Rhys Hoskins dropped to his knees Monday afternoon, keeping his eyes locked on the ball before grabbing it and quickly tossing it away. A few hours still remained before the first pitch of Monday night’s 7-6 loss to the Mets. It was a chance for Hoskins, who is re-learning the intricacies of first base, to receive more tuning for the fundamentals of the position.
The Phillies moved Hoskins this winter from left field to first base, the position he played in college and the minor leagues. They knew his defense would not be as smooth as Carlos Santana, the man he replaced. But Hoskins’ offensive production - coupled with Andrew McCutchen’s presence in left field - could allow the Phillies to live with the loss of Santana’s glove.
On Monday night, it was that glove that cost them. Hoskins, hours after running through those drills, again dropped to his knees and stared down the ball. But it was no-longer a pre-game workout and he was not locking his eyes on a tennis ball from a coach eager to help.
This - a 104.2MPH smoker from Michael Conforto - was a game-deciding play. Hoskins came up short.
“I have to make that play,” Hoskins said. “I need to get in a better position to field that ball cleanly and I didn’t.”
The ball skipped off Hoskins’ glove and into shallow right field. The out would have been the third of the 11th inning and Pat Neshek would have escaped a jam after the first two batters reached base. The Mets scored the winning run when Cesar Hernandez retrieved Hoskins’ error, rushed his throw home, and bounced it into the dirt.
“I think he had a little time to collect himself,” manager Gabe Kapler said of Hernandez’ throw. “And it looked like he took the time to collect himself and the ball just got away from him. Human error.”
The 11th inning spoiled another strong game for the Phillies’ bullpen. Drew Anderson, who joined the team in the afternoon from triple A, pitched two scoreless innings. Adam Morgan, who has yet to allow a run, added two more innings. Neshek was an out away from protecting the lead.
The inning also overshadowed another night from Aaron Nola that provided more questions than answers. Nola pitched just four innings and allowed five runs on seven hits with three walks. His average fastball velocity -- 91.9 MPH -- was nearly 2 mph slower than his last start, and the pitch lacked much movement. Nola pitched through heavy wind but he said that was no excuse. His curveball was flat and his change-up was ineffective.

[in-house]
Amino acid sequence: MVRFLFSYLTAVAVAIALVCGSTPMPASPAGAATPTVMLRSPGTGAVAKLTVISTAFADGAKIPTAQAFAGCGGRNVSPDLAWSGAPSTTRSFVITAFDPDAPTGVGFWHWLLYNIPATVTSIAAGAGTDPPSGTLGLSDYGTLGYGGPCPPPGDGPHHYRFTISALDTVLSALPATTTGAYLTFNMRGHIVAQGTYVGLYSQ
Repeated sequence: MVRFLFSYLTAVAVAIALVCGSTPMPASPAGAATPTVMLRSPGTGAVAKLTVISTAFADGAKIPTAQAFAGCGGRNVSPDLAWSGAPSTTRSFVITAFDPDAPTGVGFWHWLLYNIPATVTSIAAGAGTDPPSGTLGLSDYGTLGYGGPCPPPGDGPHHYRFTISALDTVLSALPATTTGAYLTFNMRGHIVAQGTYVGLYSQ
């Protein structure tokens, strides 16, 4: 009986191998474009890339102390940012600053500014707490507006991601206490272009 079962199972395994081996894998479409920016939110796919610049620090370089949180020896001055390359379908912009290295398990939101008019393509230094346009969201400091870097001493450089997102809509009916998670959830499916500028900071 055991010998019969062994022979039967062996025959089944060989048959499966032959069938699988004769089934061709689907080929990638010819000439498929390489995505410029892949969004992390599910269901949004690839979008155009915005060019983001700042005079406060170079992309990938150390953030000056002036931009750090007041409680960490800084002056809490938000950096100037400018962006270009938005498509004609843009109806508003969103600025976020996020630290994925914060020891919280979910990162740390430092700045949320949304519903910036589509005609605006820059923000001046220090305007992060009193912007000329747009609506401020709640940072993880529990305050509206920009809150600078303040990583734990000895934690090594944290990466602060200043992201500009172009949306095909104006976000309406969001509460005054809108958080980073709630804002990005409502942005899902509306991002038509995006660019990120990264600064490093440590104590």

“It happens to everybody I think,” Nola said. “I just got to find a way to get over it. I'm going to find a way to battle through it and to try to keep battling. Try to put the team in the best chance to win. It's tough right now for me. Guys are scoring runs for me and I'm giving up runs so I'm not really giving them a chance to really stay in the game.”
It was the third straight game in which Nola allowed at least four earned runs, which is the worst stretch of his career since 2016. Three years ago, that stretch was followed by a revelation that Nola had an elbow injury. The Phillies did not address their starting rotation this winter, believing they had enough in the four pitchers who followed Nola. Now, they must find a way to correct what is plaguing Nola.
Nola said his body feels fine this time. Kapler said the team does not have any concerns about Nola’s health, but is instead concerned about the pitcher’s lack of command, which had been Nola’s signature-trait since college.
“There's no tricks,” Kapler said. “There's no switch that you can turn on. Just give him all the support in the world, ask him to be the best he can be.”
The Phillies overcame Nola’s struggles to tie the game twice after he put them into holes. J.T. Realmuto hit a two-run single in the third and Maikel Franco hit a two-run homer in the fourth. They erased a another deficit in the eighth when Odubel Herrera scored the tying run on a bases-loaded walk by Jean Segura, who was the third-straight Phillies batter to work a two-out walk. But the rally ended with just one run. Bryce Harper swung at Robert Gsellman’s first pitch, hoping to get a pitch he could drive. He popped out.
Three innings later, a loss would be sealed. Hoskins left the Phillies clubhouse Monday night and slammed his fist on the lid of a trash can. He was frustrated. The work he had done - from the early morning routine during spring training on the backfields to the drills in an empty ballpark before Monday’s game with infield coach Bobby Dickerson - was put to the test. It proved to be not enough.